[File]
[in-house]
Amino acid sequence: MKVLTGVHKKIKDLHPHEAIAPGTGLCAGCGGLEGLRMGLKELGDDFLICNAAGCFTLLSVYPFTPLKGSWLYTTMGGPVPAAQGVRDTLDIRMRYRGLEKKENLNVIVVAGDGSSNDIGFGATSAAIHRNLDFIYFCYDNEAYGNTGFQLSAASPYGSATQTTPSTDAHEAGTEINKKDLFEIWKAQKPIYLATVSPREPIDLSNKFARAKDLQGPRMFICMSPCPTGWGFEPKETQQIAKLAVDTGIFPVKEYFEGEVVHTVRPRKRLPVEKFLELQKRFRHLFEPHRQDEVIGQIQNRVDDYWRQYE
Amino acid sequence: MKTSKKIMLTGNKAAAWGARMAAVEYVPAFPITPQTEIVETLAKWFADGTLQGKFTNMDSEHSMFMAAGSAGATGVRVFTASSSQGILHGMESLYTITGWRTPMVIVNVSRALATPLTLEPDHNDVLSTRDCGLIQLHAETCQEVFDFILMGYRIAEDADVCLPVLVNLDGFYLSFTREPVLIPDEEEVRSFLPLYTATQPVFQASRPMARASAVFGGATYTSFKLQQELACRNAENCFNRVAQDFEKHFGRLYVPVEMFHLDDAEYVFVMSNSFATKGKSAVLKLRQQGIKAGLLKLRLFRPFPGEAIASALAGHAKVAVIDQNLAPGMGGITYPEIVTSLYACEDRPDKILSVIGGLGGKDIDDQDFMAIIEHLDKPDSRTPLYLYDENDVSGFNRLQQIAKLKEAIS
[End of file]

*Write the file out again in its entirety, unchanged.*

[in-house]
Amino acid sequence: MKVLTGVHKKIKDLHPHEAIAPGTGLCAGCGGLEGLRMGLKELGDDFLICNAAGCFTLLSVYPFTPLKGSWLYTTMGGPVPAAQGVRDTLDIRMRYRGLEKKENLNVIVVAGDGSSNDIGFGATSAAIHRNLDFIYFCYDNEAYGNTGFQLSAASPYGSATQTTPSTDAHEAGTEINKKDLFEIWKAQKPIYLATVSPREPIDLSNKFARAKDLQGPRMFICMSPCPTGWGFEPKETQQIAKLAVDTGIFPVKEYFEGEVVHTVRPRKRLPVEKFLELQKRFRHLFEPHRQDEVIGQIQNRVDDYWRQYE
Amino acid sequence: MKTSKKIMLTGNKAAAWGARMAAVEYVPAFPITPQTEIVETLAKWFADGTLQGKFTNMDSEHSMFMAAGSAGATGVRVFTASSSQGILHGMESLYTITGWRTPMVIVNVSRALATPLTLEPDHNDVLSTRDCGLIQLHAETCQEVFDFILMGYRIAEDADVCLPVLVNLDGFYLSFTREPVLIPDEEEVRSFLPLYTATQPVFQASRPMARASAVFGGATYTSFKLQQELACRNAENCFNRVAQDFEKHFGRLYVPVEMFHLDDAEYVFVMSNSFATKGKSAVLKLRQQGIKAGLLKLRLFRPFPGEAIASALAGHAKVAVIDQNLAPGMGGITYPEIVTSLYACEDRPDKILSVIGGLGGKDIDDQDFMAIIEHLDKPDSRTPLYLYDENDVSGFNRLQQIAKLKEAIS